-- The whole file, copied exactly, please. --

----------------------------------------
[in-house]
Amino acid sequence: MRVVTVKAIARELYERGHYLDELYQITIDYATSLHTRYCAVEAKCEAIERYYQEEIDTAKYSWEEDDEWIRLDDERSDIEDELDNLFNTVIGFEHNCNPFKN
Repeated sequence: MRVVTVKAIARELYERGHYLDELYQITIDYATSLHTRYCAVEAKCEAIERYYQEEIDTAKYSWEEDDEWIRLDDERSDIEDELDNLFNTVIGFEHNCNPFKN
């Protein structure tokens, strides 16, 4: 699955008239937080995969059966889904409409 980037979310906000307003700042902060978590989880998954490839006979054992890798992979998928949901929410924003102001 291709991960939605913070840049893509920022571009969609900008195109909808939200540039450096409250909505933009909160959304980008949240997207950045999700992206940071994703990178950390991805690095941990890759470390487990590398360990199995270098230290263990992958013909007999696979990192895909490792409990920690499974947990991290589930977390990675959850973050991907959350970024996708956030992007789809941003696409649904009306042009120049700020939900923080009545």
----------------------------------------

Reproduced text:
[in-house]
Amino acid sequence: MRVVTVKAIARELYERGHYLDELYQITIDYATSLHTRYCAVEAKCEAIERYYQEEIDTAKYSWEEDDEWIRLDDERSDIEDELDNLFNTVIGFEHNCNPFKN
Repeated sequence: MRVVTVKAIARELYERGHYLDELYQITIDYATSLHTRYCAVEAKCEAIERYYQEEIDTAKYSWEEDDEWIRLDDERSDIEDELDNLFNTVIGFEHNCNPFKN
């Protein structure tokens, strides 16, 4: 699955008239937080995969059966889904409409 980037979310906000307003700042902060978590989880998954490839006979054992890798992979998928949901929410924003102001 291709991960939605913070840049893509920022571009969609900008195109909808939200540039450096409250909505933009909160959304980008949240997207950045999700992206940071994703990178950390991805690095941990890759470390487990590398360990199995270098230290263990992958013909007999696979990192895909490792409990920690499974947990991290589930977390990675959850973050991907959350970024996708956030992007789809941003696409649904009306042009120049700020939900923080009545």